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So I have a list of words `wordList = list().' Right now, I am counting each letter in each of the words throughout the whole list using this code

cnt = Counter()
for words in wordList:
      for letters in words:
          cnt[letters]+=1

However, I want it to count differently. I want the function to find the most common letter out of all the words in the list, but only by counting each letter per word once (ignoring the fact that some words can have multiple copies of the same letter).

For example, if the list contained 'happy, harpy and hasty', the two p's in happy should only be counted once. So the function should return a list of the highest frequency letters (in order) without double counting. In the above case it would be 'h, a, p, y, r, s"

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1  
In your example, y is in 3 words, but p only in 2, so the result should have y before p. – Mark Tolonen Jun 15 '11 at 5:01
up vote 4 down vote accepted
cnt = Counter()
for words in wordList:
      for letters in set(words):
          cnt[letters]+=1
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Add a set call:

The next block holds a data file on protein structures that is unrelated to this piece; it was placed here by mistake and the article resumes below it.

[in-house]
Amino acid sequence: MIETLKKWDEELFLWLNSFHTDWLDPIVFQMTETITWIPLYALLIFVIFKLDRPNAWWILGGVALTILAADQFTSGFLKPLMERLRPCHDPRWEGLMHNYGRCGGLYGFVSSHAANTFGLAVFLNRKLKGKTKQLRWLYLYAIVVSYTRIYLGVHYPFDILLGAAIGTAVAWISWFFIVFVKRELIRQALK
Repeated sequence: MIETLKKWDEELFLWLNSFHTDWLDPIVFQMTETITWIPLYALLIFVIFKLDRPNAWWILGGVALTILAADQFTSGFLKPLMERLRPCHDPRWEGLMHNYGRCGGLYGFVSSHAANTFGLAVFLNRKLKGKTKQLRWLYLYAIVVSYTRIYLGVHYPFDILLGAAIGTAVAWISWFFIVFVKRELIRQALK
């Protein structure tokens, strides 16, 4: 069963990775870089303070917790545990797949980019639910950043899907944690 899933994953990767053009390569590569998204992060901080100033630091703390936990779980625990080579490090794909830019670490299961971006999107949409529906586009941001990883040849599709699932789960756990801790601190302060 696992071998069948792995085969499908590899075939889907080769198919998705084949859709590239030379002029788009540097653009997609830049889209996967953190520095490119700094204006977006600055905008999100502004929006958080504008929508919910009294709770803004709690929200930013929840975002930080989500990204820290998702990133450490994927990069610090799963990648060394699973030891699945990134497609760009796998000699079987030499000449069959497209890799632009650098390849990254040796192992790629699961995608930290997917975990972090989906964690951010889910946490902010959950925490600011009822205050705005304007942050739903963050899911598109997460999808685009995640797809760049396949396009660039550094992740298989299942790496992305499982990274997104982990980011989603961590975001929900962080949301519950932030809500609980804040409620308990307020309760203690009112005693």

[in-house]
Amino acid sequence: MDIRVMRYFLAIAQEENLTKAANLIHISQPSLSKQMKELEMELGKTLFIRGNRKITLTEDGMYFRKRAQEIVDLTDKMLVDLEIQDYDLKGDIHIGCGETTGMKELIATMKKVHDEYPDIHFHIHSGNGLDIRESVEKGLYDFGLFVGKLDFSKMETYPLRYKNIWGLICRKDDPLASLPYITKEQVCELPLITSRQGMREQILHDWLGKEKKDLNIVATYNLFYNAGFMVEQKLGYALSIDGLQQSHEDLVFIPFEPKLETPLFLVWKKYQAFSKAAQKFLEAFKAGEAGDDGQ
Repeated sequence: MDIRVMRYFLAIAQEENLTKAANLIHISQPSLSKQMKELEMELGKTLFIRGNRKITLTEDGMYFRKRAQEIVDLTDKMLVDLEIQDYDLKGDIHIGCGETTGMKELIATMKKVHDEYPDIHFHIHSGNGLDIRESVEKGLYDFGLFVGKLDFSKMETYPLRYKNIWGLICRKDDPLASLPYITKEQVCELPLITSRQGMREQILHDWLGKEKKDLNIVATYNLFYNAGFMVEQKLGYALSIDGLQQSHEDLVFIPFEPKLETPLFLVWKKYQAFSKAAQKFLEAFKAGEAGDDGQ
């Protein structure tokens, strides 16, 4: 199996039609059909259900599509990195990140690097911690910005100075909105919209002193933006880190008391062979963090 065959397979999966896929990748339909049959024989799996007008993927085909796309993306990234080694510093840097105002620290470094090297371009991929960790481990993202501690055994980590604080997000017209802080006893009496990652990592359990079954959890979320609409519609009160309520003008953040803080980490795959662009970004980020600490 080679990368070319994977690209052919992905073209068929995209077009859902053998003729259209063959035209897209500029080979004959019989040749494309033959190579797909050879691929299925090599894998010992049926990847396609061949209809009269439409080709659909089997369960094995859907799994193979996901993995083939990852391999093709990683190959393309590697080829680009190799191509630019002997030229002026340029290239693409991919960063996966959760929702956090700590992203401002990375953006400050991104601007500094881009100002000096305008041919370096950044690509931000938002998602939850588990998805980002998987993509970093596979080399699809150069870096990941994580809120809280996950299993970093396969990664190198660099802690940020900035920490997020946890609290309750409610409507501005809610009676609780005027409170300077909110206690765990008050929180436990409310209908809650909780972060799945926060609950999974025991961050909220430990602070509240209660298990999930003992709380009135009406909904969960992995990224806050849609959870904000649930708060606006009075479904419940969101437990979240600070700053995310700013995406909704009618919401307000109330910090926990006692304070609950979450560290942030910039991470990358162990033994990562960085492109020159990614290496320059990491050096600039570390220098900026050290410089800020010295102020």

cnt = Counter()
for word in wordList:
      for letter in set(word):
          cnt[letter]+=1
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An alternative approach using the iterator combinators in itertools:

import collections
import itertools

cnt = collections.Counter(itertools.chain.from_iterable(itertools.imap(set, wordList)))
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You should really use chain.from_iterable, otherwise the *arg expansion will force the imap to be all evaluated at once – John La Rooy Jun 15 '11 at 5:48
    
@gnibbler Thanks for the reminder---old habits die hard! – Michael J. Barber Jun 15 '11 at 6:30

You can eliminate a for with update, which updates count from an iterable (in this case, a string):

from collections import Counter
words = 'happy harpy hasty'.split()
c=Counter()
for word in words:
    c.update(set(word))
print c.most_common()
print [a[0] for a in c.most_common()]

[('a', 3), ('h', 3), ('y', 3), ('p', 2), ('s', 1), ('r', 1), ('t', 1)]
['a', 'h', 'y', 'p', 's', 'r', 't']
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cnt = Counter()
for word in wordList:
    lSet = set(word)
    for letter in lSet:
        cnt[letter] +=1             
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This is not correct as written. – Michael J. Barber Jun 15 '11 at 5:23
    
Thanks, I fixed the typo – xiao 啸 Jun 15 '11 at 5:32

This creates a set from each word and passes them to the constructor of Counter.

>>> from itertools import chain, imap
>>> from operator import itemgetter
>>> from collections import Counter
>>> words = 'happy', 'harpy', 'hasty'
>>> counter = Counter(chain.from_iterable(imap(set, words)))
>>> map(itemgetter(0), counter.most_common())
['a', 'h', 'y', 'p', 's', 'r', 't']
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